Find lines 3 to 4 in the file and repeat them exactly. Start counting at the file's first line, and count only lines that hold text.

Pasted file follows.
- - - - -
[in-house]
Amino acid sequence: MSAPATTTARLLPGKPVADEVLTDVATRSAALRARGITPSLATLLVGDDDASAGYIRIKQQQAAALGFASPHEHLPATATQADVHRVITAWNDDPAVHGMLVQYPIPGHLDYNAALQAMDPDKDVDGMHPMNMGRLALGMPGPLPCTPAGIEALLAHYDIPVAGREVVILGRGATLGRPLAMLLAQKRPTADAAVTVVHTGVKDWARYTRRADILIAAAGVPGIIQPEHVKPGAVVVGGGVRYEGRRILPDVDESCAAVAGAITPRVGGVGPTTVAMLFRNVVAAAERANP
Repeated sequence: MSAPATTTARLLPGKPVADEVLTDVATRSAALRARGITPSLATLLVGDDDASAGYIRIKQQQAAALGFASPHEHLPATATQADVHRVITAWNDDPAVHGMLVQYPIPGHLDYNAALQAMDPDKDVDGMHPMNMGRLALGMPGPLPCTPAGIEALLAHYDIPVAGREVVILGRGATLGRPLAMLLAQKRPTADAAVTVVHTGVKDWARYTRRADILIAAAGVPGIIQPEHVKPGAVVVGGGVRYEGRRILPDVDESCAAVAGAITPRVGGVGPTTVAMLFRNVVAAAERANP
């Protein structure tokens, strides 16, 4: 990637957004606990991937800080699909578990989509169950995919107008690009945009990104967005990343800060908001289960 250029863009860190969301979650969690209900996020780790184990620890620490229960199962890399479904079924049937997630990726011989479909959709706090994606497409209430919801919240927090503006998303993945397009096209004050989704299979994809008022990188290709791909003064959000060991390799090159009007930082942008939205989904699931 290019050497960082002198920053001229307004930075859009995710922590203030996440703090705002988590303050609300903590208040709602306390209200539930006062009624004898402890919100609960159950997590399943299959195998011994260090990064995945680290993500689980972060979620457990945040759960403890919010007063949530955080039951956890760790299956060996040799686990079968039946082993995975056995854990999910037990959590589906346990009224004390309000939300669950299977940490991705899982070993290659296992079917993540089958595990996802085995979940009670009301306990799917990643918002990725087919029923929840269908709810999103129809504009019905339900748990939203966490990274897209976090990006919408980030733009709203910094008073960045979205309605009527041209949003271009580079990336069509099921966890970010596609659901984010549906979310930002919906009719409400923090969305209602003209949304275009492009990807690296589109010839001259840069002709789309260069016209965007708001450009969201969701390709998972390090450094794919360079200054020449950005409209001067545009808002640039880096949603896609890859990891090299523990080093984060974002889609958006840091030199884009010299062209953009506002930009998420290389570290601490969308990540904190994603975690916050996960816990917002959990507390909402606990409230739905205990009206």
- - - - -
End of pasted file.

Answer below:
Repeated sequence: MSAPATTTARLLPGKPVADEVLTDVATRSAALRARGITPSLATLLVGDDDASAGYIRIKQQQAAALGFASPHEHLPATATQADVHRVITAWNDDPAVHGMLVQYPIPGHLDYNAALQAMDPDKDVDGMHPMNMGRLALGMPGPLPCTPAGIEALLAHYDIPVAGREVVILGRGATLGRPLAMLLAQKRPTADAAVTVVHTGVKDWARYTRRADILIAAAGVPGIIQPEHVKPGAVVVGGGVRYEGRRILPDVDESCAAVAGAITPRVGGVGPTTVAMLFRNVVAAAERANP
């Protein structure tokens, strides 16, 4: 990637957004606990991937800080699909578990989509169950995919107008690009945009990104967005990343800060908001289960 250029863009860190969301979650969690209900996020780790184990620890620490229960199962890399479904079924049937997630990726011989479909959709706090994606497409209430919801919240927090503006998303993945397009096209004050989704299979994809008022990188290709791909003064959000060991390799090159009007930082942008939205989904699931 290019050497960082002198920053001229307004930075859009995710922590203030996440703090705002988590303050609300903590208040709602306390209200539930006062009624004898402890919100609960159950997590399943299959195998011994260090990064995945680290993500689980972060979620457990945040759960403890919010007063949530955080039951956890760790299956060996040799686990079968039946082993995975056995854990999910037990959590589906346990009224004390309000939300669950299977940490991705899982070993290659296992079917993540089958595990996802085995979940009670009301306990799917990643918002990725087919029923929840269908709810999103129809504009019905339900748990939203966490990274897209976090990006919408980030733009709203910094008073960045979205309605009527041209949003271009580079990336069509099921966890970010596609659901984010549906979310930002919906009719409400923090969305209602003209949304275009492009990807690296589109010839001259840069002709789309260069016209965007708001450009969201969701390709998972390090450094794919360079200054020449950005409209001067545009808002640039880096949603896609890859990891090299523990080093984060974002889609958006840091030199884009010299062209953009506002930009998420290389570290601490969308990540904190994603975690916050996960816990917002959990507390909402606990409230739905205990009206």